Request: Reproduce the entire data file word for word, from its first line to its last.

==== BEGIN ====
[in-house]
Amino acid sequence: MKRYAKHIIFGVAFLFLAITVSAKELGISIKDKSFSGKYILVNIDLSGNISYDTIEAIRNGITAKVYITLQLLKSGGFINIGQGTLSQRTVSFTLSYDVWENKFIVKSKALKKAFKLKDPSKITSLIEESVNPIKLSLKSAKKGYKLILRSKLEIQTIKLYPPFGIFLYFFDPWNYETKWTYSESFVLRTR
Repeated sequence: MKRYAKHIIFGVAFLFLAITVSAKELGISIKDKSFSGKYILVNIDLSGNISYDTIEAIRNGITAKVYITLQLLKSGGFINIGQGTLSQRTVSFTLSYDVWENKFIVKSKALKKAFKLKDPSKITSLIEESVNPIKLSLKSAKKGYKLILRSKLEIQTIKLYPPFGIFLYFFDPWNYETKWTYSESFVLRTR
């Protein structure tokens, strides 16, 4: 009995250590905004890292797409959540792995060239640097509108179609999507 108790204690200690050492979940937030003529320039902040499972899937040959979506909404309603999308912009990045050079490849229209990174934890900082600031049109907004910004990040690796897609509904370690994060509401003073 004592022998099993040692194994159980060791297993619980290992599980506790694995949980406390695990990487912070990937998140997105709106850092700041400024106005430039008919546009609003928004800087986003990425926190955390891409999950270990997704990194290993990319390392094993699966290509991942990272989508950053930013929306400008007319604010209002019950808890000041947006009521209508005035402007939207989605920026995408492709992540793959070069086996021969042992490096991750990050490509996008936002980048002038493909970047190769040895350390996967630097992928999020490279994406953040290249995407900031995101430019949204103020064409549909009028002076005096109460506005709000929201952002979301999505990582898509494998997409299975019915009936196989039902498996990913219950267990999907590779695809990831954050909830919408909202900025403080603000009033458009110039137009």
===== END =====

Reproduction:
[in-house]
Amino acid sequence: MKRYAKHIIFGVAFLFLAITVSAKELGISIKDKSFSGKYILVNIDLSGNISYDTIEAIRNGITAKVYITLQLLKSGGFINIGQGTLSQRTVSFTLSYDVWENKFIVKSKALKKAFKLKDPSKITSLIEESVNPIKLSLKSAKKGYKLILRSKLEIQTIKLYPPFGIFLYFFDPWNYETKWTYSESFVLRTR
Repeated sequence: MKRYAKHIIFGVAFLFLAITVSAKELGISIKDKSFSGKYILVNIDLSGNISYDTIEAIRNGITAKVYITLQLLKSGGFINIGQGTLSQRTVSFTLSYDVWENKFIVKSKALKKAFKLKDPSKITSLIEESVNPIKLSLKSAKKGYKLILRSKLEIQTIKLYPPFGIFLYFFDPWNYETKWTYSESFVLRTR
């Protein structure tokens, strides 16, 4: 009995250590905004890292797409959540792995060239640097509108179609999507 108790204690200690050492979940937030003529320039902040499972899937040959979506909404309603999308912009990045050079490849229209990174934890900082600031049109907004910004990040690796897609509904370690994060509401003073 004592022998099993040692194994159980060791297993619980290992599980506790694995949980406390695990990487912070990937998140997105709106850092700041400024106005430039008919546009609003928004800087986003990425926190955390891409999950270990997704990194290993990319390392094993699966290509991942990272989508950053930013929306400008007319604010209002019950808890000041947006009521209508005035402007939207989605920026995408492709992540793959070069086996021969042992490096991750990050490509996008936002980048002038493909970047190769040895350390996967630097992928999020490279994406953040290249995407900031995101430019949204103020064409549909009028002076005096109460506005709000929201952002979301999505990582898509494998997409299975019915009936196989039902498996990913219950267990999907590779695809990831954050909830919408909202900025403080603000009033458009110039137009």